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     First Flight Prep 
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     Instrument Panel
     Paint Scheme

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Copyright 2002-2005 by
Randy Pflanzer
Technology Professionals Consortium
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Links on this page:
    Throttle Cable Bracket

    Center Tunnel Support Angles
    Cockpit Lighting
    Finish Interior


Throttle Cable Bracket


After looking at several different options for holding the engine control cables in place, I decided to make a couple of simple brackets to do the job.  The first bracket is an angle and a spacer.  This allows the bracket to fit up against the rubber grommet on the control cable.  I used a milling bit in my Dremel to cut three shallow indentations for the grommets.  On the DJM throttle bracket, the cables are only .6" apart.


The second part of the bracket is one that slips down over the cable housing and into a slot cut in the first bracket.  One bolt is all that is needed to secure this bracket.  Normally, I would have made this out of one piece of scrap, but I didn't have a thick piece large enough.  The thick piece is the same thickness as the slot that is cut into the cable housing.  So I just used some other scrap to complete the bracket.

Center Tunnel Support Angles


The plans very specifically state to not mount these two angle support for the center tunnel until you have the wings mounted.  However, I couldn't see a problem with mounting them just to the tunnel angles now.  I did not drill the hole for the spar bolt.  I will wait until the wings are on to so that, but I did mount them to the tunnel angles.  Again, it is much easier to do this now, rather than wait because of the difficulty in getting drills and drill bits in this tight space.

Cockpit Lighting


I intend to make my instrument panel/cockpit lighting very simple.  I went to a lot of work installing a bunch of post lights and instrument lights in my RV-6.  While they looked nice and worked well, I thought it was a lot of complexity given the few times they were used.  This time, I'm using five little controllable spot lights to do the job.  The first step, was to fabricate some brackets to locate the lights in the triangle of the windshield bow.  I made about six or seven pieces before I got one to turn out the way I wanted it to look.  I made a lot of scrape trying to get the bracket to look nice yet leave enough room for the wires and the light fixture behind it.  I also made a couple of brackets to go underneath each canopy rail to shine down on the throttle and switch panels.


Once they were painted, I installed the fixtures and wired them up.  I also removed the windshield bow and painted it and the canopy rail black.  My overall interior scheme is to paint the canopy rails and instrument panel black.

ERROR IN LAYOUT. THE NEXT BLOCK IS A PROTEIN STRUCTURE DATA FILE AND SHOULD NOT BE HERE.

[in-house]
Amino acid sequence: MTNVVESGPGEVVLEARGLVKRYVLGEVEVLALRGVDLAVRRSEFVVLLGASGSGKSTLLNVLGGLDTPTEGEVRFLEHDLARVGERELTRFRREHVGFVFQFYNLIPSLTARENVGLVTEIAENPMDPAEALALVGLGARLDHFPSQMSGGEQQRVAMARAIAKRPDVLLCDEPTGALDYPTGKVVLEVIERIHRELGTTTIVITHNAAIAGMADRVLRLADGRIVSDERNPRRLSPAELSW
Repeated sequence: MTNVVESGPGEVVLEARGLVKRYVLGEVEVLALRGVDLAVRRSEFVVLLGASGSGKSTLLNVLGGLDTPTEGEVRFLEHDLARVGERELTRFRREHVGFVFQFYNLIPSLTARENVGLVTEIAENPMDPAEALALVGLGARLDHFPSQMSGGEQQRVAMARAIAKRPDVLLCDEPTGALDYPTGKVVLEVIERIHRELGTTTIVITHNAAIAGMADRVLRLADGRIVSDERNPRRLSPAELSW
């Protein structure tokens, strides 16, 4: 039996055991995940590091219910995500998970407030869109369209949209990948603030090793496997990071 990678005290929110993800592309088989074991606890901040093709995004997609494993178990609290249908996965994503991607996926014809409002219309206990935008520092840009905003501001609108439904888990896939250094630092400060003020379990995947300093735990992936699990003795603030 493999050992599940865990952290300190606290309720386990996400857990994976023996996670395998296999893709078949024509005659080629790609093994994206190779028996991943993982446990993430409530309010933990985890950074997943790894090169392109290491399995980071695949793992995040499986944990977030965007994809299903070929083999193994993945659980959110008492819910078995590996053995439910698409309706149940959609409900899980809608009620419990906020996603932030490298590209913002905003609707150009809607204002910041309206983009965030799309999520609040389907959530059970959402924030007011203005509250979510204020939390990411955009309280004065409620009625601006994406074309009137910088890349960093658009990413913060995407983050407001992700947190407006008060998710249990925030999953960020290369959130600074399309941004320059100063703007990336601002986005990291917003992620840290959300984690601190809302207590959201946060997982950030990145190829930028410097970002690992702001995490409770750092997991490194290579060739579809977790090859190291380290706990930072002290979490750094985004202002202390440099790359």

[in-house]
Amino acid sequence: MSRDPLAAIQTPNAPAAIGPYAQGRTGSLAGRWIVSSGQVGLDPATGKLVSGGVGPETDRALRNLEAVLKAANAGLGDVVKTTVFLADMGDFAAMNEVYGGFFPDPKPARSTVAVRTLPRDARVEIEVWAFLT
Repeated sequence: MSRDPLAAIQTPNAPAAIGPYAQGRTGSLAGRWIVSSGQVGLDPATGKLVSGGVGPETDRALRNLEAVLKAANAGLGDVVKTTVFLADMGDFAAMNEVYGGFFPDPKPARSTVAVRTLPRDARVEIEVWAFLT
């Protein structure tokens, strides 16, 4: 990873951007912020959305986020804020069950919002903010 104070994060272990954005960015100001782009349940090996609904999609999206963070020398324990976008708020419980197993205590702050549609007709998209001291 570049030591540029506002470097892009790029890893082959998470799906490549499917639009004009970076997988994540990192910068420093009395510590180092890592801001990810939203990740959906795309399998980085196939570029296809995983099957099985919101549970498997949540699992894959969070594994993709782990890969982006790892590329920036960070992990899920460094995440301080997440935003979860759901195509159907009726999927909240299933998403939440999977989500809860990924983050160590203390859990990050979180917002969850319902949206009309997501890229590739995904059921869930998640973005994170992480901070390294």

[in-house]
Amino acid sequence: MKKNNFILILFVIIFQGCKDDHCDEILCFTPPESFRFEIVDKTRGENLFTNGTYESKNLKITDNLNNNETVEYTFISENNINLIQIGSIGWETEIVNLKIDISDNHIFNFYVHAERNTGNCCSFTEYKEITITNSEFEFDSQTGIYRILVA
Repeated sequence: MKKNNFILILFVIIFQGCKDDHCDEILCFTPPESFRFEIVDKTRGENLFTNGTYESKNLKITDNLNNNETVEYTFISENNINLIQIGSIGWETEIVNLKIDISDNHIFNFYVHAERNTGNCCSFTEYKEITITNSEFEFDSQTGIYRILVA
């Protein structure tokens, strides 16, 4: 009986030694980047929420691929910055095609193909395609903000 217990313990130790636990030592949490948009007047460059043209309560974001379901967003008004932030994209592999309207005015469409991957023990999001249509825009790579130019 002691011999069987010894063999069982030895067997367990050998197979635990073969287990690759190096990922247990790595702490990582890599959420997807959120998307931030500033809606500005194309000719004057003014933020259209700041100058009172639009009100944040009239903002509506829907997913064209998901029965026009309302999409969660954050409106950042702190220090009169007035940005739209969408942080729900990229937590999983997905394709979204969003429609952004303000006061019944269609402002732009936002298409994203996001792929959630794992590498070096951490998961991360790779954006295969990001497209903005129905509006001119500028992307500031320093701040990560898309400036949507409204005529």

This is what the upper lights look like installed.  I have one of these on each side and they shine on the instrument panel.  They provide a nice soft light that makes everything on the panel readable.

Finish Interior

It's a couple of months later and I'm back to finishing the interior.  I've already changed my color scheme to limit the black a little more. 


I'm at the point where I'm ready to install the windshield, but before I do, I must finish the interior.  My first step is to install carpeting in the baggage area.  I also reverse painted my experimental placard on the rear deck. 


In order to get the proper fit in the butt for the rear passenger, the forward edge of the seat cushion needs to be raised about 2".  I built a seat pan and three ribs out of scrap aluminum and fit them in place.  I made the seat pan top removable with screws to the ribs.


Here you can see that I riveted the ribs to the floor panels prior to installation.  Once it was all painted, I installed the cushions and plugged in the seat heaters.  Looks great.  The only thing I have left to do to finish the rear seating area is install the side panels.  I'm waiting for my harness assembly to arrive before cutting into the side panels.


To fit the front cushions, I had to modify the front seat back to allow the bottom cushions to rest up against the back.  I also drilled some lightening holes in the back to save a few ounces.  I installed a seat pan to go up over the spar.  On the front of the seat pan, I installed an angle, which is screwed to the forward stick bay cover.


Here you can see the two ribs that I made and riveted to the floor.  With the seat pan installed, I went ahead and began mounting the restraint system.  That work continues on the next page.

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"You haven't seen a tree until you've seen its shadow from the sky."

- Amelia Earhart